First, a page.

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Valve Corporation
VALVE
The company logo
President Gabe Newell
Founded 1996
First release Half Life (1998)

Valve Corporation (formerly Valve Software, commonly referred to as Valve) is an American video game development and digital distribution company based in Bellevue, Washington, United States. Founded in 1996 by former Microsoft employees Gabe Newell and Mike Harrington, Valve became famous for its critically acclaimed Half-Life (released in 1998) and Portal sub-series (released in 2007). Valve is also well known for its software distribution platform Steam (released in 2002), and the Source engine (released in 2004).

HistoryEdit

Founding and IncorporationEdit

Valve was founded by long-time Microsoft Corporation employees Gabe Newell and Mike Harrington on August 24, 1996 as an L.L.C. based in Kirkland, Washington. After incorporation in April 2003, it moved from its original location to Bellevue, Washington, the same city in which their original publisher, Sierra On-Line, Inc., was based.

Half-LifeEdit

After securing a license to the Quake engine (through the help of friend Michael Abrash of id Software) in late 1996, Newell and Harrington began working on Half-Life. Originally planned for release in late 1997, Half-Life launched on November 19, 1998. Valve acquired TF Software PTY Ltd, the makers of the Team Fortress mod for Quake, in May 1998 with the intent to create a standalone Team Fortress game. The Team Fortress Classic mod, essentially a port of the original Team Fortress mod for Quake, was released for Half-Life in 1999. Gearbox contributed much after the release of Half-Life. Gearbox Software is responsible for the Half-Life expansion packs, Half-Life: Opposing Force and Half-Life: Blue Shift, along with the home console versions of Half-Life for the Sega Dreamcast and Sony PlayStation 2 which included a third expansion pack called Half-Life: Decay, that enabled two-player split-screen co-op.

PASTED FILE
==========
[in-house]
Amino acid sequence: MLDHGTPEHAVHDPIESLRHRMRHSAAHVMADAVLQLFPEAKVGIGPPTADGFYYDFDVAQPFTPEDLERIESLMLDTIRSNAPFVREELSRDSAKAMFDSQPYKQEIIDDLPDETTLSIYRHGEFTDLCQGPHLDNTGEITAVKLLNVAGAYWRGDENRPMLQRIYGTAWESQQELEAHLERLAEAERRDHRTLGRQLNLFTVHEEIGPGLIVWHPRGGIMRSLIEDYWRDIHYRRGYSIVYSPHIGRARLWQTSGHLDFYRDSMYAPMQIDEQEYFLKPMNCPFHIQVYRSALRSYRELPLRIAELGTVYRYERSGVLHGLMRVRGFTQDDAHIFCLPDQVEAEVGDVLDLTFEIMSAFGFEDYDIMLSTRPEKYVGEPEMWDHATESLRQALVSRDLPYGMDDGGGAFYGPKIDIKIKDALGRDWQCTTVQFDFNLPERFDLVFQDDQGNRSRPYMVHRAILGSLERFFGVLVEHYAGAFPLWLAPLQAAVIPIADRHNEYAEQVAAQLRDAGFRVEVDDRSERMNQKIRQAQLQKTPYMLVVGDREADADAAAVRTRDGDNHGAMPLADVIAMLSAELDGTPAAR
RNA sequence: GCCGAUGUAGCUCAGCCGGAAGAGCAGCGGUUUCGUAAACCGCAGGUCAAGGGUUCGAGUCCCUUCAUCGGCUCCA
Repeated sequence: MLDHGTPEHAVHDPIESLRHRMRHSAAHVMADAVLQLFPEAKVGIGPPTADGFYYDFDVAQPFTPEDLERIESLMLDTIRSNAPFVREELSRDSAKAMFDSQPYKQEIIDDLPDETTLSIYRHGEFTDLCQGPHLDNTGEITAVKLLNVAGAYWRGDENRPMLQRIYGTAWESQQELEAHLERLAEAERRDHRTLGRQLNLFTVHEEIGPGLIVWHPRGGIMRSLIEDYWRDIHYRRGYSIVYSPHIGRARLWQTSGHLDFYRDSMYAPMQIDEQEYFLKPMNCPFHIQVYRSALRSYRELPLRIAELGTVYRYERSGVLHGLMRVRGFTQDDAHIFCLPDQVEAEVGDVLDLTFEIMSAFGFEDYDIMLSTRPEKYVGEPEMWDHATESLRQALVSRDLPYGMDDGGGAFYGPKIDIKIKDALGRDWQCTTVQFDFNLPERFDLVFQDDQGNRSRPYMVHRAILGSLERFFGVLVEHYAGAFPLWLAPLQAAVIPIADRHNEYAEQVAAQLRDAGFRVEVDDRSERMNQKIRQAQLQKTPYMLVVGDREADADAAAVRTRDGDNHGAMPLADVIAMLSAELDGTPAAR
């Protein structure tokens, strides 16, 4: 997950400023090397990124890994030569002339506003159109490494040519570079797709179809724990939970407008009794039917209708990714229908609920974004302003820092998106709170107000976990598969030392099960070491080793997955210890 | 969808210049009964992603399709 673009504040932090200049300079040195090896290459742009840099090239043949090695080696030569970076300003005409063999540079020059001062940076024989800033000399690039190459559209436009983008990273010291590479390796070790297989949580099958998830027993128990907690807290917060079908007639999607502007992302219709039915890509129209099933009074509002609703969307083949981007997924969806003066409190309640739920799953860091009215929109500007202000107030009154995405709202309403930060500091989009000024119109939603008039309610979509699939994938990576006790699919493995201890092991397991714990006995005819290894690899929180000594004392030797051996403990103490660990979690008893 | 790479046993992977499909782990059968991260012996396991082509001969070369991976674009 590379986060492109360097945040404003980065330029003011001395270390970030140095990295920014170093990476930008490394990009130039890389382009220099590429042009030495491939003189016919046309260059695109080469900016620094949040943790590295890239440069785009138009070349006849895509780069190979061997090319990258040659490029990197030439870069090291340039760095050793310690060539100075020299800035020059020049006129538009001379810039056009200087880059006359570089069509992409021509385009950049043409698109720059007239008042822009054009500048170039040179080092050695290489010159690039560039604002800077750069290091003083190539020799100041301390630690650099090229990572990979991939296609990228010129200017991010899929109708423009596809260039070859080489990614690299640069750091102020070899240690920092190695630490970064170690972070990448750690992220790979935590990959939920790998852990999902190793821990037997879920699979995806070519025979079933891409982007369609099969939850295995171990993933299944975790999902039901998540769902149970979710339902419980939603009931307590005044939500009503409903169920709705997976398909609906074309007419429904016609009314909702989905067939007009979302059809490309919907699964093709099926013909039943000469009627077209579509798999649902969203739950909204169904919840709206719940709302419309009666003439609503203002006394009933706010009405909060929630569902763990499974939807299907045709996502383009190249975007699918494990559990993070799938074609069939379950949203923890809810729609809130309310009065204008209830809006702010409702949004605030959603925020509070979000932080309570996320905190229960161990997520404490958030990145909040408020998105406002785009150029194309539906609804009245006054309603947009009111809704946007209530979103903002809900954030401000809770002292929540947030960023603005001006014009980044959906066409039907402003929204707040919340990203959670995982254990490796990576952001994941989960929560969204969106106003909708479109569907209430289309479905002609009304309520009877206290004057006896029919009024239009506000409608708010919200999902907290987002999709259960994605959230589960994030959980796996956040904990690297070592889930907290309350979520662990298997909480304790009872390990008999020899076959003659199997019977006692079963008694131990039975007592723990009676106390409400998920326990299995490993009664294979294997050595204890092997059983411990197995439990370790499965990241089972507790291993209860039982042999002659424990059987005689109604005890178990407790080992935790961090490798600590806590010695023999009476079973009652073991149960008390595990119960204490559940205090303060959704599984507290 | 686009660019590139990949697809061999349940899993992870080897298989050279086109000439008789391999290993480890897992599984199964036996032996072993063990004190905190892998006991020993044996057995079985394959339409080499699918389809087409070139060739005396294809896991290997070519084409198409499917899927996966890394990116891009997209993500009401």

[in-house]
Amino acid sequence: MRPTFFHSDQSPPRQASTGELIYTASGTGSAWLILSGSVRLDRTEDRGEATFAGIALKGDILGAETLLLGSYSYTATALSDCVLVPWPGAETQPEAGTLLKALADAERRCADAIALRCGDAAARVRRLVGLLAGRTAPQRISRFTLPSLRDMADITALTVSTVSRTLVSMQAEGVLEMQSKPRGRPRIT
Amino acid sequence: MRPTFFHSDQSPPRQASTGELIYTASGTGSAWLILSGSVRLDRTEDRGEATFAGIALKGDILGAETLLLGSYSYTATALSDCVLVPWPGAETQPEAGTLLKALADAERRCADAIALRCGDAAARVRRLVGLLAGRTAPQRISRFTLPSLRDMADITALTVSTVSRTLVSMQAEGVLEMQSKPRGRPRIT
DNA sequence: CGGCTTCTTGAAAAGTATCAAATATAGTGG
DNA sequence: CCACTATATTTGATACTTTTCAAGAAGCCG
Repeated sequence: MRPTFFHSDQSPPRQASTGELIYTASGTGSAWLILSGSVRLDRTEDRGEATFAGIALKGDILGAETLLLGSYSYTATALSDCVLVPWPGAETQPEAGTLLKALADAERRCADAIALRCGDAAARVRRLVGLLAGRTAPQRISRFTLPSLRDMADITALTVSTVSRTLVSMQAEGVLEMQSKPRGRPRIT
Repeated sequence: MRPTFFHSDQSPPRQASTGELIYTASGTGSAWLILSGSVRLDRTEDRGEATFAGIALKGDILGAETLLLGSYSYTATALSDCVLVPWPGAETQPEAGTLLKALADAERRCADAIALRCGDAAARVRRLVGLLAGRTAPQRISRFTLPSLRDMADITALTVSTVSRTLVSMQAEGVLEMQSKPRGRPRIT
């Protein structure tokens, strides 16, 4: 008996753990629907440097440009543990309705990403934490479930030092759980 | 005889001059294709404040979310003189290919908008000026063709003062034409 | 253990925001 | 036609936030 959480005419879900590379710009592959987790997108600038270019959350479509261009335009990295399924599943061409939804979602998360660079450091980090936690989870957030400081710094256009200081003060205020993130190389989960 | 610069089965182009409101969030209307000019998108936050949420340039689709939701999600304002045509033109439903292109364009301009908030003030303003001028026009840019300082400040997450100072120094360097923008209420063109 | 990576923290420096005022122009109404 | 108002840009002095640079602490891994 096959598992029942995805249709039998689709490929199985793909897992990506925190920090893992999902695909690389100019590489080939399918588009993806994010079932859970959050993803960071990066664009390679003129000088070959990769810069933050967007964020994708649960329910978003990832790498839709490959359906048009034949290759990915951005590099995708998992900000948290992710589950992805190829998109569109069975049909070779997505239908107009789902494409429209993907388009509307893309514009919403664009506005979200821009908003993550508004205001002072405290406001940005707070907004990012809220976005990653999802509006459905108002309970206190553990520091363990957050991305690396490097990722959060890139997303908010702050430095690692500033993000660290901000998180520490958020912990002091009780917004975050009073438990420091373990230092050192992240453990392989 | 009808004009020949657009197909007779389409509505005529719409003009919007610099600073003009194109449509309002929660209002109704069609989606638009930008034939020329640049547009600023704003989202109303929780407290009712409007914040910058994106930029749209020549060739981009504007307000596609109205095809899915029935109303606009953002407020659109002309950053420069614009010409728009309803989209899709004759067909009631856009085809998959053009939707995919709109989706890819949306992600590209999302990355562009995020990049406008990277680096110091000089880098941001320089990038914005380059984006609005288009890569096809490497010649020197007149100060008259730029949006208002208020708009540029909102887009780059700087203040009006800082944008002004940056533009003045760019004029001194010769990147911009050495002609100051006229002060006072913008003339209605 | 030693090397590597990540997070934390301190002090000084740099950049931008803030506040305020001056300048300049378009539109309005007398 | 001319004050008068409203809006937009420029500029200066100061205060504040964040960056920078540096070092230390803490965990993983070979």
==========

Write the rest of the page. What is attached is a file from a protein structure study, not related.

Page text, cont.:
Source EngineEdit

After the success of Half-Life, the team lead by Keiran Wright worked on mods, spin-offs, and sequels, including Half-Life 2. All current Valve games are built on its Source engine. The company has developed six game series: Half-Life, Team Fortress, Portal, Counter-Strike, Left 4 Dead and Day of Defeat. Valve is noted for its support of its games' modding community: most prominently, Counter-Strike, Team Fortress, and Day of Defeat. Valve has branched out with this tradition to continue developing Dota 2 as the stand-alone sequel to the Warcraft III mod. Each of these games began as a third-party mod that Valve purchased and developed into a full game. They also distribute community mods on Steam.

Acquisitions and AwardsEdit

Since Valve Corporation's founding, it has expanded both in scope and commercial value. On January 10, 2008, Valve Corporation announced the acquisition of Turtle Rock Studios. On April 8, 2010, Valve won The Escapist Magazines' March Mayhem tournament for the best developer of 2010, beating out Zynga in the semi-final and BioWare in the finale.

In 2012, the company hired the employees of the two-man Star Filled Studios to open a San Francisco office. In August 2013, however, Valve ended the operation when it was decided that there was little benefit coming from the arrangement.

Publicly known network intrusionsEdit

Valve's internal network has been infiltrated by hackers twice, once in 2003 where content of yet to be released Half-Life 2 was leaked onto the internet, and again in 2011 when the Steam customer databases were compromised.

GamesEdit

See here

External LinksEdit

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